Let’s start with the biggest hurdle: the GPU. The FW16’s motherboard needed to be either largely or completely redesigned from the FW13 in order to accommodate for the swappable GPU design. After designing the Expansion Bay electrical footprint, they needed to make room for it on the motherboard. No pinout, no connection. No connection, no GPU. The FW13’s motherboard does not have these pins to make that connection. Even if you managed to fit a FW13 mainboard into a FW16 chassis, you would need to figure out how to connect the GPU.
 You could figure out some kind of adapter. Framework showed off a proof-of-concept eGPU dock for the FW16 GPU modules. If you took the guts of that out of the enclosure and fit it into the chassis, you could be able to plug in the GPU where it’s meant to go, and connect it to the FW13 mainboard via Thunderbolt USB-C. Whether you’d get the same performance or not is questionable, though.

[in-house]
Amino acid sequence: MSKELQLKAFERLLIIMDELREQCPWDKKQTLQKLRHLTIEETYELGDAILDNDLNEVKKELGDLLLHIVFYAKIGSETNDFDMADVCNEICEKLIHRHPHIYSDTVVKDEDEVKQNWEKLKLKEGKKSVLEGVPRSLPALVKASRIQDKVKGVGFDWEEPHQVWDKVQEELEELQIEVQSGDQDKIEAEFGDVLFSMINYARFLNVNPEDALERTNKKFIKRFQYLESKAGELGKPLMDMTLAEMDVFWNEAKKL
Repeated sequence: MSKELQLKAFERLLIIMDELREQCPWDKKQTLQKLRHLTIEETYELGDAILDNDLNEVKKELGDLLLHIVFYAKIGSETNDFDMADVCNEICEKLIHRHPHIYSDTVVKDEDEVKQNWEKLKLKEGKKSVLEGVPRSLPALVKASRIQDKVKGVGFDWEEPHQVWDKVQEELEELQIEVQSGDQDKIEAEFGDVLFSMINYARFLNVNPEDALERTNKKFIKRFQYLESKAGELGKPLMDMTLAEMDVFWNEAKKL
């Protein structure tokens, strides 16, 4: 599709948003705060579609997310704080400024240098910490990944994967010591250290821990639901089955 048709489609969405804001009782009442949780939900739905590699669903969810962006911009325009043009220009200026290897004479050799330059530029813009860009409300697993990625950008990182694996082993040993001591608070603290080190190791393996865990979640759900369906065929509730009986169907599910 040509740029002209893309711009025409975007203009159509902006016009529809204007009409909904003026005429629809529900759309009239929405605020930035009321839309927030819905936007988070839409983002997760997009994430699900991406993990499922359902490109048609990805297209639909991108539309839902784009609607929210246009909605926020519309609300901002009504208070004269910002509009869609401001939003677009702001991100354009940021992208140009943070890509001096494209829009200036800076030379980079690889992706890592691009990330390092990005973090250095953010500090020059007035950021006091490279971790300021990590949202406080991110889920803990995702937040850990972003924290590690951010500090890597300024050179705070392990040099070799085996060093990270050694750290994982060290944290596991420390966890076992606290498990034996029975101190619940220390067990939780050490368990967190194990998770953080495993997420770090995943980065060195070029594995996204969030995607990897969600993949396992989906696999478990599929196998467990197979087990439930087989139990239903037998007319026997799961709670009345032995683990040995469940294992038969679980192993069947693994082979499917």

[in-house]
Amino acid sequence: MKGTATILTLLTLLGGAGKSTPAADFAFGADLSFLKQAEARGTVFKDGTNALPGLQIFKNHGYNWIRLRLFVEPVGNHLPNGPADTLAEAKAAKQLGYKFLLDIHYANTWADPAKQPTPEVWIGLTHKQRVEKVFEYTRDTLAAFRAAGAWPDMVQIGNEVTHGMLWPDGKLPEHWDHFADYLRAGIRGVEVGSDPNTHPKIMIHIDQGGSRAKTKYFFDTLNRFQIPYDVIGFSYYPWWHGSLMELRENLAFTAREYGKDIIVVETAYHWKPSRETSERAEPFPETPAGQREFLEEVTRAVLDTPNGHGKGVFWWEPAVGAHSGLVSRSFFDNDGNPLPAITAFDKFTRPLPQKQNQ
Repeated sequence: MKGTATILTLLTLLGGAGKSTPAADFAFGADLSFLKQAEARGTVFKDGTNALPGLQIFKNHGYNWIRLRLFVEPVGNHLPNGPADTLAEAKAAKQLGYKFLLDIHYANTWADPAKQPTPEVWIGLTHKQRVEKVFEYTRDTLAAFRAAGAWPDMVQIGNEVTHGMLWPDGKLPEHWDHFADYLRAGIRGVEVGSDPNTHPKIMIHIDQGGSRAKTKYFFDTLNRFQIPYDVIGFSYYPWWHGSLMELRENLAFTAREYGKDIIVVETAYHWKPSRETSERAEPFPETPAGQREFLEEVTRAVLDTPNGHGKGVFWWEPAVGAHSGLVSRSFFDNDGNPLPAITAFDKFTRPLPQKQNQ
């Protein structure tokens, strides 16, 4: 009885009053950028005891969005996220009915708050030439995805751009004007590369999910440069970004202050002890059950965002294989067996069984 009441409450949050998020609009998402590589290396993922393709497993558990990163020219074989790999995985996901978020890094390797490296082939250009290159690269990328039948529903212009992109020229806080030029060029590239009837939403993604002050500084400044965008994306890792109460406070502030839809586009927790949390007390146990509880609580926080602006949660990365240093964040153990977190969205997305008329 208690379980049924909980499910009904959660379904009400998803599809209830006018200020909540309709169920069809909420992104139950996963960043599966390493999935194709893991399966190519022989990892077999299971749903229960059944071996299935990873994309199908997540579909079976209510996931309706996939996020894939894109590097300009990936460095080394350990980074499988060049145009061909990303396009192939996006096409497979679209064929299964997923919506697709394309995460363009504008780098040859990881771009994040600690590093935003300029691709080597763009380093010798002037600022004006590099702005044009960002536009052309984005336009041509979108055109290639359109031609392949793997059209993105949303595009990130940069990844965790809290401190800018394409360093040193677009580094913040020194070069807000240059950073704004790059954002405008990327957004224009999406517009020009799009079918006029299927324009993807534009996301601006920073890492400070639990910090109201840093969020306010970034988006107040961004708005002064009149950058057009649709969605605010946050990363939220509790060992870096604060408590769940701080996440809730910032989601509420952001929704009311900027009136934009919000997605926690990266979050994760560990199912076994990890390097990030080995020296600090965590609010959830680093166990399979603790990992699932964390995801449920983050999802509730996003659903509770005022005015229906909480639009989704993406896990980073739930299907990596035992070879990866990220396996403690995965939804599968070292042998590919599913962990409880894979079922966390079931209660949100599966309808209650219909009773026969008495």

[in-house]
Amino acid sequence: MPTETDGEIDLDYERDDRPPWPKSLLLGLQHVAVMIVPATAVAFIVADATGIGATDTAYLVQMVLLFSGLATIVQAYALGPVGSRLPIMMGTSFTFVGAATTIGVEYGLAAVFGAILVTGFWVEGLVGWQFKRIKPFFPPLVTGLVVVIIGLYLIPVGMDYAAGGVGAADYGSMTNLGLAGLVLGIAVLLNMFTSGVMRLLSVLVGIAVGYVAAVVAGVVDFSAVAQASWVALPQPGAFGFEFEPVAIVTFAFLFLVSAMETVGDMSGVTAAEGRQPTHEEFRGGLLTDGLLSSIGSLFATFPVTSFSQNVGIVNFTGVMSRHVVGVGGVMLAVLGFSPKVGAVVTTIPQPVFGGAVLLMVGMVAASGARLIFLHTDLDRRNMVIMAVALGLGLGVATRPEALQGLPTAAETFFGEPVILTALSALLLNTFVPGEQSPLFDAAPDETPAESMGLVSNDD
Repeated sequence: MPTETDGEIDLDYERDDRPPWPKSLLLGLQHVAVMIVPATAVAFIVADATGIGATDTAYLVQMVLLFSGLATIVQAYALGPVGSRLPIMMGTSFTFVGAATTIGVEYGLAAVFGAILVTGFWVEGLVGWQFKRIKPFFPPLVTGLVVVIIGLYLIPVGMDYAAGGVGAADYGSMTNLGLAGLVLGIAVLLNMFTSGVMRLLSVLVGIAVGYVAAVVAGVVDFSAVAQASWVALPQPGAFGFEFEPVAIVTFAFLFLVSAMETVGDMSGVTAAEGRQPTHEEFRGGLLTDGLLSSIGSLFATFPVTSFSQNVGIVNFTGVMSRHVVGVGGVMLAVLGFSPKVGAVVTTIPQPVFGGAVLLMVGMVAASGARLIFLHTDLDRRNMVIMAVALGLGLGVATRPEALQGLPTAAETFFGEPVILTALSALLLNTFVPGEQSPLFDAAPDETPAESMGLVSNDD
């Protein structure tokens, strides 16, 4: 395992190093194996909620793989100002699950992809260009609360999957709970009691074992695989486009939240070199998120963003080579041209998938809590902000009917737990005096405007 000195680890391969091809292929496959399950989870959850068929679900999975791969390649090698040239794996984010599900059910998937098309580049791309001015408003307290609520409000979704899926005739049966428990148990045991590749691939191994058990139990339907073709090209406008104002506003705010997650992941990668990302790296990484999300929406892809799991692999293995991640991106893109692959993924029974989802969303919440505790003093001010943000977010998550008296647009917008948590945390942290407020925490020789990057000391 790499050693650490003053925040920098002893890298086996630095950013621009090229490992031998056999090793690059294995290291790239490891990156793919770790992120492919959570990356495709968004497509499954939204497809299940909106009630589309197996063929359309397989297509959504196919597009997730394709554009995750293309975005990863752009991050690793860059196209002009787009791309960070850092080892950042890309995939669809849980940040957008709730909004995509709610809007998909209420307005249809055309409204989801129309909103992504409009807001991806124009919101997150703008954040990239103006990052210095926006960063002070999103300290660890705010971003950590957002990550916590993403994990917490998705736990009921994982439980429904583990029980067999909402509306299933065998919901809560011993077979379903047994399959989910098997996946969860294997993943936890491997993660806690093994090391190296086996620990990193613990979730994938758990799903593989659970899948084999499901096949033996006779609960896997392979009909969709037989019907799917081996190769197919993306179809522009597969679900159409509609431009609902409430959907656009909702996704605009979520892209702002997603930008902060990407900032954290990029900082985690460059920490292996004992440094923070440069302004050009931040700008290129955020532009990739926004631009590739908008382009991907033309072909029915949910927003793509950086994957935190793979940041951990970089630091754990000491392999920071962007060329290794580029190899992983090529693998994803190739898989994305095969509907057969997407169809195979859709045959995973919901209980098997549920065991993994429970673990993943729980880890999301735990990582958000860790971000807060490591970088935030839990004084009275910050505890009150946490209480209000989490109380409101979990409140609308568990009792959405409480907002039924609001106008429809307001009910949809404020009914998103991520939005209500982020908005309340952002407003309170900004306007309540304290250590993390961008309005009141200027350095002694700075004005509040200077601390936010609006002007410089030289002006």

Framework 16’s PCIe Gen4 x8 interface can transfer up to ~16GB/s, equivalent to 128Gbit/s. USB4 and Thunderbolt 4 can transfer up to 40Gbit/s. That’s incredibly fast, but it’s about 31.25% of the speed you’d get from using the GPU module directly in a FW16 mainboard. This is still being optimistic, though. You’ll probably need to carve out some bandwidth for the DisplayPort signal, in order to actually get the image data from the GPU to your mainboard and then to your monitor.
 You will likely also be limited by the power available. The FW13 charger can supply up to 60W, but the mainboard can process up to 100W. Similarly, the FW16 charger can supply up to 180W, but the mainboard can process up to 240W. If your gaming isn’t throttled by the connection bandwidth, it might end up throttled by the amount of power available.

 Considering this is one of your reasons for wanting to do this transplant, this part should dissuade you. It would be a huge amount of work for an inferior experience.

 Second issue is the chassis. The mainboard and chassis have holes and standoffs lined up to make it sit in place perfectly. We don’t have images of the FW16 internals yet, so it’s possible these will line up nicely between the FW13 and FW16, but I’d say it’s unlikely.